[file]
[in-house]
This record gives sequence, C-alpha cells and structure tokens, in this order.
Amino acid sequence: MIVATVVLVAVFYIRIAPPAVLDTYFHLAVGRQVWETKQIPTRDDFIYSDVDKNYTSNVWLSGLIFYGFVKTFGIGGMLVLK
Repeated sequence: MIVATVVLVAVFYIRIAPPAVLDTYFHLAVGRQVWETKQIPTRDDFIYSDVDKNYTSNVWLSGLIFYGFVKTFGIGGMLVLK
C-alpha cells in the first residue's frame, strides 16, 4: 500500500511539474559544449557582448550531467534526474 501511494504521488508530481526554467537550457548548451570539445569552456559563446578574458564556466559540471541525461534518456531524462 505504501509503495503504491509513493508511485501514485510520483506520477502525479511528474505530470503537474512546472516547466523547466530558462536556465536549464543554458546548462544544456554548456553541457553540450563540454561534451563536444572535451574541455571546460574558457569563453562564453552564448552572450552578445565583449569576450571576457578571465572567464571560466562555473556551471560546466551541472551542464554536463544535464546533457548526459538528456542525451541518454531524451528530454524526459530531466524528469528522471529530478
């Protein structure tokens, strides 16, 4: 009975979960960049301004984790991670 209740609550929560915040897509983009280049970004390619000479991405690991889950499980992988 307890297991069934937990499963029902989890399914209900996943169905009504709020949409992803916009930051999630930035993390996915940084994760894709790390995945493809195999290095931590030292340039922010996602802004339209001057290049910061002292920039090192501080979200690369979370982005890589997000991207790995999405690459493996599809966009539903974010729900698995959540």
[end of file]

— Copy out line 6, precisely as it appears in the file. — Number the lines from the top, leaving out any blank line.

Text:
């Protein structure tokens, strides 16, 4: 009975979960960049301004984790991670 209740609550929560915040897509983009280049970004390619000479991405690991889950499980992988 307890297991069934937990499963029902989890399914209900996943169905009504709020949409992803916009930051999630930035993390996915940084994760894709790390995945493809195999290095931590030292340039922010996602802004339209001057290049910061002292920039090192501080979200690369979370982005890589997000991207790995999405690459493996599809966009539903974010729900698995959540």